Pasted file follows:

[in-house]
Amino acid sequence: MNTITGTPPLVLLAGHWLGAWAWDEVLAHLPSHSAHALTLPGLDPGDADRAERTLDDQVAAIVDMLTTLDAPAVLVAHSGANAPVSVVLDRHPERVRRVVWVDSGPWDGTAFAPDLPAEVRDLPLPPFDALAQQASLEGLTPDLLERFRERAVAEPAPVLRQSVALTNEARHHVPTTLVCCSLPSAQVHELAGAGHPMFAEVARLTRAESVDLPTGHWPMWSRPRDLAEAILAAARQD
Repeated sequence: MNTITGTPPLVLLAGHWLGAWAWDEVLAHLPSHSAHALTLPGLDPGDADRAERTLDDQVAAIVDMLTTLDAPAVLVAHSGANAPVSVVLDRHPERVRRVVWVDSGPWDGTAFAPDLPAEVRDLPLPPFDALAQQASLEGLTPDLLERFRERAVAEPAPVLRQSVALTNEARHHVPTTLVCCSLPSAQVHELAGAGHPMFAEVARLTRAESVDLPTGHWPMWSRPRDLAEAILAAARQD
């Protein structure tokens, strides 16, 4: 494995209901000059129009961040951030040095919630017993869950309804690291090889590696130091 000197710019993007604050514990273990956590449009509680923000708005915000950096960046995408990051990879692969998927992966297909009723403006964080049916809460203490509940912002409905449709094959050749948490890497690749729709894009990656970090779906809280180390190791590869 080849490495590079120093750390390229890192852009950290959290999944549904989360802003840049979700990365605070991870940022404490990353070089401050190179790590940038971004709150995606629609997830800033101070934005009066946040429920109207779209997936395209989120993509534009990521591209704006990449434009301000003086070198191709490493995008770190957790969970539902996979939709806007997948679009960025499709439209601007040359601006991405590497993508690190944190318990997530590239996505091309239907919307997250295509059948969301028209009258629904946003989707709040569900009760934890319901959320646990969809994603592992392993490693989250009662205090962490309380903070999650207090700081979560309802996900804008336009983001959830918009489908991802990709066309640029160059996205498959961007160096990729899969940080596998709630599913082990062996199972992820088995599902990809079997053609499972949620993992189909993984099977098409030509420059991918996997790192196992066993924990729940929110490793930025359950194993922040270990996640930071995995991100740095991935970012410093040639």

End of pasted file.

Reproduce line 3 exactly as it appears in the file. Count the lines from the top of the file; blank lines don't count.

Repeated sequence: MNTITGTPPLVLLAGHWLGAWAWDEVLAHLPSHSAHALTLPGLDPGDADRAERTLDDQVAAIVDMLTTLDAPAVLVAHSGANAPVSVVLDRHPERVRRVVWVDSGPWDGTAFAPDLPAEVRDLPLPPFDALAQQASLEGLTPDLLERFRERAVAEPAPVLRQSVALTNEARHHVPTTLVCCSLPSAQVHELAGAGHPMFAEVARLTRAESVDLPTGHWPMWSRPRDLAEAILAAARQD